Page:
From discrimination to dignity

What is Caste-Based Discrimination? The caste system is an ancient form of discrimination that denies people their basic rights and keeps millions trapped in conditions of modern-day slavery solely on the basis of birth. Those most affected are known as Dalits, literally meaning “broken people”.

Brick Kiln labour

18.4m

India has the largest number of people under ‘modern slavery’

Dalits are routinely denied access to education and considered “impure”, and therefore “untouchable”, seen as fit only for the most degrading and humiliating work, such as cleaning out public toilet pits or working in toxic brick-making factories. Many more are rejected care at hospitals, refused protection by police, all while regular atrocities committed against them are ignored. Despite the illegality of this so-called “untouchability”, over 200

Dalit children and women are particularly at risk. More than half of Dalit children drop out before finishing primary school, while women suffer the double discrimination of gender and caste, with most being taken out of school early to be sold into marriage and household service at the cost of their own independence.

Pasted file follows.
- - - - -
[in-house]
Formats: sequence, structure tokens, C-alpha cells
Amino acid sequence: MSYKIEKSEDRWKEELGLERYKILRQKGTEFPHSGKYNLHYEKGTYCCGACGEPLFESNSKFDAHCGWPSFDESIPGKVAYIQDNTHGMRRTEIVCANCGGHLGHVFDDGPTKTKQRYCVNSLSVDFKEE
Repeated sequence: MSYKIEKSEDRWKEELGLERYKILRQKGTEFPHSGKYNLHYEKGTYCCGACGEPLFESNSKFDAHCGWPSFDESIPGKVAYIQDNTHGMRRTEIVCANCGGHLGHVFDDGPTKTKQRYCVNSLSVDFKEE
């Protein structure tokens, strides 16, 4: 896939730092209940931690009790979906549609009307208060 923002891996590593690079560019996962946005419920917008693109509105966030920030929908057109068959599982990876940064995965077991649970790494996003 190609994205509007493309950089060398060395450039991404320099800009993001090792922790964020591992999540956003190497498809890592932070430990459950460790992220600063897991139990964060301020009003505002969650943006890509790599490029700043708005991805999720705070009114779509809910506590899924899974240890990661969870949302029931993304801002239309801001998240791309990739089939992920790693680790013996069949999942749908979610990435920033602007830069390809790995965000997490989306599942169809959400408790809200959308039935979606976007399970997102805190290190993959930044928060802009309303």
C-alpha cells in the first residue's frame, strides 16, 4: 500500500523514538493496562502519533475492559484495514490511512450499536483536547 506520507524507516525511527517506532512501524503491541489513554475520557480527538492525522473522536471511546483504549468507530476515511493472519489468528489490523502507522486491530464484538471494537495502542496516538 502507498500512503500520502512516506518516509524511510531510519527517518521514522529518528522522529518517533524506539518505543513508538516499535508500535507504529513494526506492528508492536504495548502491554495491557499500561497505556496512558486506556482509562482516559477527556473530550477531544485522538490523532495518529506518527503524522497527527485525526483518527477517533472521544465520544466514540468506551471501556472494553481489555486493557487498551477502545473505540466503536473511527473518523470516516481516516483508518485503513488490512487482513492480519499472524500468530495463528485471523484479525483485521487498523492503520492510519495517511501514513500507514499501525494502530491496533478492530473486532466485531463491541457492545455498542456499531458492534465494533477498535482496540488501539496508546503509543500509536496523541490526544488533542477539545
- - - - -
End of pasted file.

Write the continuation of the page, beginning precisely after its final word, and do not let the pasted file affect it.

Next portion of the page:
This epidemic of social exclusion based on caste only widens the ever-growing poverty gap and hinders the social and economic progress of millions in South Asia.

67

We are supporting 67 projects across India and Nepal

£1,295,604

Last year we gave £1,295,604 in grants to partners fighting to end discrimination.

99,000

Last year 99,000 were supported by our projects

How we create change

How we create change

1.

By giving people the tools, support and the skills to lead dignified lives, they become champions of their communities and support others.

2.

Working with grassroots organisations based in South Asia from within the affected communities themselves, we can ensure self-reliance and sustainability.

3.

We bring these organisations together, forming networks which can spread their benefit to more individuals, restarting the cycle of transformation.

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Stories from the field

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What I admire about Karuna’s work is their grassroots approach to improving the lives of the most marginalised people in India and Nepal. I find their commitment to the education of girls and women particularly inspiring as I believe it’s the greatest gift you can give to anyone

— Kate Atkinson/ Karuna Ambassador